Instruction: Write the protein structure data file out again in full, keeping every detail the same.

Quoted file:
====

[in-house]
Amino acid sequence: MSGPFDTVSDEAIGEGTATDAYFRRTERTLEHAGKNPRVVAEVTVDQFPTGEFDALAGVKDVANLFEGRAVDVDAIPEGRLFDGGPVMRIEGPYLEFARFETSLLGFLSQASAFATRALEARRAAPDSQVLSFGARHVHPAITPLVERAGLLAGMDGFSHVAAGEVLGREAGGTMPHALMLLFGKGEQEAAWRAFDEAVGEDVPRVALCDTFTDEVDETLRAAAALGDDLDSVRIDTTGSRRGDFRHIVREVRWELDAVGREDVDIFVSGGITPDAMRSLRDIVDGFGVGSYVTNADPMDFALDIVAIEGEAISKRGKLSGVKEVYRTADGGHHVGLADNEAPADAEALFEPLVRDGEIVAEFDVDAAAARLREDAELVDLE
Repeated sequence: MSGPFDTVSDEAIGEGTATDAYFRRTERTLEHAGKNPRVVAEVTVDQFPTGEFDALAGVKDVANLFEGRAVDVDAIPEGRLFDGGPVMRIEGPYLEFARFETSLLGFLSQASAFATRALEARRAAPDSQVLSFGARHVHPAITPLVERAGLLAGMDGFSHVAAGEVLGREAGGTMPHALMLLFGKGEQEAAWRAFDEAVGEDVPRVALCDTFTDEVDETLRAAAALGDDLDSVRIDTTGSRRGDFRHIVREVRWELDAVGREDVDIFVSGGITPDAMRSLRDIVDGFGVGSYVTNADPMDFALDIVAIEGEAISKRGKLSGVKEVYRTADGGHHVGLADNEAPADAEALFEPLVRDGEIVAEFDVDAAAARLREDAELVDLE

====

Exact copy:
[in-house]
Amino acid sequence: MSGPFDTVSDEAIGEGTATDAYFRRTERTLEHAGKNPRVVAEVTVDQFPTGEFDALAGVKDVANLFEGRAVDVDAIPEGRLFDGGPVMRIEGPYLEFARFETSLLGFLSQASAFATRALEARRAAPDSQVLSFGARHVHPAITPLVERAGLLAGMDGFSHVAAGEVLGREAGGTMPHALMLLFGKGEQEAAWRAFDEAVGEDVPRVALCDTFTDEVDETLRAAAALGDDLDSVRIDTTGSRRGDFRHIVREVRWELDAVGREDVDIFVSGGITPDAMRSLRDIVDGFGVGSYVTNADPMDFALDIVAIEGEAISKRGKLSGVKEVYRTADGGHHVGLADNEAPADAEALFEPLVRDGEIVAEFDVDAAAARLREDAELVDLE
Repeated sequence: MSGPFDTVSDEAIGEGTATDAYFRRTERTLEHAGKNPRVVAEVTVDQFPTGEFDALAGVKDVANLFEGRAVDVDAIPEGRLFDGGPVMRIEGPYLEFARFETSLLGFLSQASAFATRALEARRAAPDSQVLSFGARHVHPAITPLVERAGLLAGMDGFSHVAAGEVLGREAGGTMPHALMLLFGKGEQEAAWRAFDEAVGEDVPRVALCDTFTDEVDETLRAAAALGDDLDSVRIDTTGSRRGDFRHIVREVRWELDAVGREDVDIFVSGGITPDAMRSLRDIVDGFGVGSYVTNADPMDFALDIVAIEGEAISKRGKLSGVKEVYRTADGGHHVGLADNEAPADAEALFEPLVRDGEIVAEFDVDAAAARLREDAELVDLE